Take, for example, the problem of farmer-scholar relations in the SAF. In many of the interviews, some officers sound practically dejected by limits placed on their career by their non-scholar status. One of them literally says, “ The fact is, I wasn’t a scholar. I was just a rank-and-file officer,” while other officers recount stories of resentment over unequal opportunities.
How does this affect the organisation? What do the scholar-officers make of their own privileged position?
These would be a natural follow-up question, but Aristocracy does not ask them. Although the book notes that “such seemingly unmerited and systemic favors lie at the root of consternation between officers of different educational backgrounds”, there is no serious discussion of how it might affect the organisation’s morale or fighting capability.
Instead of highlighting this as a potential pitfall in the system, Prof. Ling launches into a rather unconvincing defence of the status quo.
He points out that SAFOS scholars remain a minority within the military elite despite their “specially tailored careers”. If they comprise 43% of all officers, the other 57% are non-scholars. 57% is more than 43%, so therefore it’s possible to ‘make it’ to the top whether you’re a ‘farmer’ or a ‘scholar’. The scholarship status, he concludes, is “by no means guaranteed entry into the military elite even if they are on a well-planned and accelerated career” and fairness prevails because “odds can be evened by sheer ability.”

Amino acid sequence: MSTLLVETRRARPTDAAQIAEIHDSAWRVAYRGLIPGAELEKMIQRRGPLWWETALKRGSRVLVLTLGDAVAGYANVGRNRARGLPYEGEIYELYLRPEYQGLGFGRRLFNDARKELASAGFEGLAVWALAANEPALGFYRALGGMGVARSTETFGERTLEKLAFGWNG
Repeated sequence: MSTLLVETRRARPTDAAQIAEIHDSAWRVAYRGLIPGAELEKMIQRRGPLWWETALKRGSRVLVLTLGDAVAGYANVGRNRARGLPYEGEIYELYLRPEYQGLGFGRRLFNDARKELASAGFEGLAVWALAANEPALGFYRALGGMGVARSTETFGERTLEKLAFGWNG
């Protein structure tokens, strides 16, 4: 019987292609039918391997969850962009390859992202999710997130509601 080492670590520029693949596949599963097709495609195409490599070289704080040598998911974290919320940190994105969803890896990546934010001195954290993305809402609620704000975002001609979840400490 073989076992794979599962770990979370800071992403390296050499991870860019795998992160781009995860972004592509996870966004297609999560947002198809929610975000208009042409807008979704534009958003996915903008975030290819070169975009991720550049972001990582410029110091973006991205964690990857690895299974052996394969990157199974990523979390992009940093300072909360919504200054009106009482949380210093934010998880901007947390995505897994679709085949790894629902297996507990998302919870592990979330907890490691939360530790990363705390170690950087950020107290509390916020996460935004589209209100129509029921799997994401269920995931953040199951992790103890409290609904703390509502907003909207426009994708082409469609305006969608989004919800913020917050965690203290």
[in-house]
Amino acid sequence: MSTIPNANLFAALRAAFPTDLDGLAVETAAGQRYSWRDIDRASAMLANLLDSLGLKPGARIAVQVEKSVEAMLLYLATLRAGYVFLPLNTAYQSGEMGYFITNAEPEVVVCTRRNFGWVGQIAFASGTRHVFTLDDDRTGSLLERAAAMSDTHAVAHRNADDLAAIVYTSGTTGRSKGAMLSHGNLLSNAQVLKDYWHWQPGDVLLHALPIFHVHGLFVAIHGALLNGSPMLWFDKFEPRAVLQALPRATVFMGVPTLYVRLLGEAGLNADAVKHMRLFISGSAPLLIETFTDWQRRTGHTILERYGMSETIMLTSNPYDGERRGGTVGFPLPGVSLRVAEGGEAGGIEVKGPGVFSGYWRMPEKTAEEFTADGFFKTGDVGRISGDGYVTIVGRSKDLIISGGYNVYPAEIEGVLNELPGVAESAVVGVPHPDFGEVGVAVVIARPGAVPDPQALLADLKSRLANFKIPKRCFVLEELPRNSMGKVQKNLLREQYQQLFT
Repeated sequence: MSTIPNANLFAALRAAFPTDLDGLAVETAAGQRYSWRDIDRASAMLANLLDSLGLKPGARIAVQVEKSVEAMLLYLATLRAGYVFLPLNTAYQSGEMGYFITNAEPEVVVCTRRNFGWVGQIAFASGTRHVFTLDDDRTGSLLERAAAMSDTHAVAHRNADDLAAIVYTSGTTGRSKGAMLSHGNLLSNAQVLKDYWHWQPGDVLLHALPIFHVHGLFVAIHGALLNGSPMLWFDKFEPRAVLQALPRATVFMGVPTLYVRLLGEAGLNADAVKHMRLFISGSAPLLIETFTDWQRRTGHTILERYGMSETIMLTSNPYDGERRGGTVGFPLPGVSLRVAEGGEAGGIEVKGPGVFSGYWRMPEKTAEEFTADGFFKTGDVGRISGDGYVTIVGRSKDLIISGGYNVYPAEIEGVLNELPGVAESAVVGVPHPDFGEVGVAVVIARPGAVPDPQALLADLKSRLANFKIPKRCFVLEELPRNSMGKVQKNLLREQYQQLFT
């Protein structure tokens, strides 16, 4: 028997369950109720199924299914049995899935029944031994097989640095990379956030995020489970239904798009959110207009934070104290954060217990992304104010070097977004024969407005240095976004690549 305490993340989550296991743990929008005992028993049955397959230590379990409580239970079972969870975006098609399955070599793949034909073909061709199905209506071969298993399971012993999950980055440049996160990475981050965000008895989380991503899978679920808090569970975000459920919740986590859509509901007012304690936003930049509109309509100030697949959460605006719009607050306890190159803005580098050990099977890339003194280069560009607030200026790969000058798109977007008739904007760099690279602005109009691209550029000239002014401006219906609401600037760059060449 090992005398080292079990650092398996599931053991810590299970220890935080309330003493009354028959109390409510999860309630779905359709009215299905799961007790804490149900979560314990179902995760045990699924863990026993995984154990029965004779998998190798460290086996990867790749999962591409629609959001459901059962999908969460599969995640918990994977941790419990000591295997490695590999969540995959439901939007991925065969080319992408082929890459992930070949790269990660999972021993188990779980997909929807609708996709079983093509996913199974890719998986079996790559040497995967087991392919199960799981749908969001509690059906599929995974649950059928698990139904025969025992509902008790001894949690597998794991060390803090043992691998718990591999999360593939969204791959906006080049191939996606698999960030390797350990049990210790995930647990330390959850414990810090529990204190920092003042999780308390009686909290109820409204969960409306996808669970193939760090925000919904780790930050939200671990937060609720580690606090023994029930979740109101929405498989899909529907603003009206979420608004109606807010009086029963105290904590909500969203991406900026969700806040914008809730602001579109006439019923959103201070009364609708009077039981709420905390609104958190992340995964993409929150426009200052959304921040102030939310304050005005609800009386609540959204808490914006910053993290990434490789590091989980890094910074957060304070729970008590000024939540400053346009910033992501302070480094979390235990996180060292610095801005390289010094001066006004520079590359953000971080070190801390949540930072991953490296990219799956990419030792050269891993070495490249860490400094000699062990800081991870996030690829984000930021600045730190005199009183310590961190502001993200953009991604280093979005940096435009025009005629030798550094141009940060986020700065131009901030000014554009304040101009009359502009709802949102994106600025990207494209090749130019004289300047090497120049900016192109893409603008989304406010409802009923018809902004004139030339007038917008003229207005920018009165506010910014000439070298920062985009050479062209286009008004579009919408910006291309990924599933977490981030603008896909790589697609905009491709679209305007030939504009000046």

Apropos of nothing, he also tells us, “The scholarship may afford recipients a choice of vocations, but standards are certainly not compromised.”
This pious humbug surfaces again when Aristocracy looks at civilian afterlives of SAF Generals. In Singapore, Generals often go on to serve long careers in the civil service or Government-linked companies. This is unique to Singapore, and it has been a source of great contention amongst historians and military experts. Not to mention the equally vocal denizens of Facebook.
In his monograph The Roar Of The Lion City, Sean Walsh, a graduate of United States Military Academy, suggests that the lure of illustrious post-military careers might negatively impact the professionalism of some officers, who may consider the army “a stepping stone to politics, business or the civil service”. The short military careers—ostensibly designed to accommodate post-military aspirations—mean that most generals lack the operational experience found in their western counterparts who typically reach Colonel rank at an age when SAF officers have become Chief Of Army.